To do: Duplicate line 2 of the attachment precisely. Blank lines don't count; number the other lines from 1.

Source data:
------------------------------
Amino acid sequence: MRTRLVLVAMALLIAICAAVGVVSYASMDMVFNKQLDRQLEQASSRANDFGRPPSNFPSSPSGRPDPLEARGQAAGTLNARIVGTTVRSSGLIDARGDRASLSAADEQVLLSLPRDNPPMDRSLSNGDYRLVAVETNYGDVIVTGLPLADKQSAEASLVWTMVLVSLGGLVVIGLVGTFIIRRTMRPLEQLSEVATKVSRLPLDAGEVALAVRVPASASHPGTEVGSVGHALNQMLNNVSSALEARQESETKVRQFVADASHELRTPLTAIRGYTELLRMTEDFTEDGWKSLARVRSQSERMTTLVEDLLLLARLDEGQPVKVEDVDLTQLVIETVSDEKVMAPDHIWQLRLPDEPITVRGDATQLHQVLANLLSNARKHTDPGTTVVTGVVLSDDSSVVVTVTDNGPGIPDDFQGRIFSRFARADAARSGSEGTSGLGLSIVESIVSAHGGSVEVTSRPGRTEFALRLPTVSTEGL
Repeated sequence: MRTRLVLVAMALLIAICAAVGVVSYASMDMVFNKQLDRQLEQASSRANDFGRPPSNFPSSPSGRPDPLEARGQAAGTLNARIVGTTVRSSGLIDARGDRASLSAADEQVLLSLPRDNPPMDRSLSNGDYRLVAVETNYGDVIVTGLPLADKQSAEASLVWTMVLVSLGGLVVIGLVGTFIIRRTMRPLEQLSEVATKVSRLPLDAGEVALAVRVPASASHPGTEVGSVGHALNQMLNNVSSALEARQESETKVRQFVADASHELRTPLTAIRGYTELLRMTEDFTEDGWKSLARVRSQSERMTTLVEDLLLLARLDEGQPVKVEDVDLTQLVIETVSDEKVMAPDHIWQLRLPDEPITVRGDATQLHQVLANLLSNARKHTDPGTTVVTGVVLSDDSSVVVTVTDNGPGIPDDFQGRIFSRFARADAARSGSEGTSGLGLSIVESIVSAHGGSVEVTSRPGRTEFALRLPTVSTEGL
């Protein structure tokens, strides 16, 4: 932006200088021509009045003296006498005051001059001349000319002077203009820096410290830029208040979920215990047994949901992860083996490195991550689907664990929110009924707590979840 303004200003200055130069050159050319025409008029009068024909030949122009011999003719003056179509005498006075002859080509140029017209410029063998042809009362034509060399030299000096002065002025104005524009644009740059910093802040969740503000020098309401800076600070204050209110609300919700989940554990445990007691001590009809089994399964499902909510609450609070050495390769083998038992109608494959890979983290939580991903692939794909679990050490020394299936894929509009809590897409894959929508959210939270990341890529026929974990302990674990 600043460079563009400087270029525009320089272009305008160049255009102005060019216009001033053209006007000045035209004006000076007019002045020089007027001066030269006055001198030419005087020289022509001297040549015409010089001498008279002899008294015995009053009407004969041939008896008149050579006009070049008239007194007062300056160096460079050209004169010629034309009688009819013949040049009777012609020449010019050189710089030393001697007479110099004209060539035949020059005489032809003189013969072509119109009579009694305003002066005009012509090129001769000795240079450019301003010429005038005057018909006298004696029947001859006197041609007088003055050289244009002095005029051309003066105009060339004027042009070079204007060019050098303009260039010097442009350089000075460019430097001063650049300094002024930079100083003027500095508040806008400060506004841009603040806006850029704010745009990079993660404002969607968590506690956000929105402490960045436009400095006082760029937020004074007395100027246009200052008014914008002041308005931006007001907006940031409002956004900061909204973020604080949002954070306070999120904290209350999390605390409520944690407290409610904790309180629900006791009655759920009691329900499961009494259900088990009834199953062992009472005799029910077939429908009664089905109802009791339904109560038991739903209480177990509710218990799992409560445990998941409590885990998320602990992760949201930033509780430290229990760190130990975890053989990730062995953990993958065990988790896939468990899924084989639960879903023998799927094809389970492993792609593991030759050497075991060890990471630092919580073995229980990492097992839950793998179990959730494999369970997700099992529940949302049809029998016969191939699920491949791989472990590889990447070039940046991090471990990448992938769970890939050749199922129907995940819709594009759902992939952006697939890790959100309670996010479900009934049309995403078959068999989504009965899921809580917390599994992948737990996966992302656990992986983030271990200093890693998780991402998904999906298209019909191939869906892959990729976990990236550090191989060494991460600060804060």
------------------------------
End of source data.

Repeated sequence: MRTRLVLVAMALLIAICAAVGVVSYASMDMVFNKQLDRQLEQASSRANDFGRPPSNFPSSPSGRPDPLEARGQAAGTLNARIVGTTVRSSGLIDARGDRASLSAADEQVLLSLPRDNPPMDRSLSNGDYRLVAVETNYGDVIVTGLPLADKQSAEASLVWTMVLVSLGGLVVIGLVGTFIIRRTMRPLEQLSEVATKVSRLPLDAGEVALAVRVPASASHPGTEVGSVGHALNQMLNNVSSALEARQESETKVRQFVADASHELRTPLTAIRGYTELLRMTEDFTEDGWKSLARVRSQSERMTTLVEDLLLLARLDEGQPVKVEDVDLTQLVIETVSDEKVMAPDHIWQLRLPDEPITVRGDATQLHQVLANLLSNARKHTDPGTTVVTGVVLSDDSSVVVTVTDNGPGIPDDFQGRIFSRFARADAARSGSEGTSGLGLSIVESIVSAHGGSVEVTSRPGRTEFALRLPTVSTEGL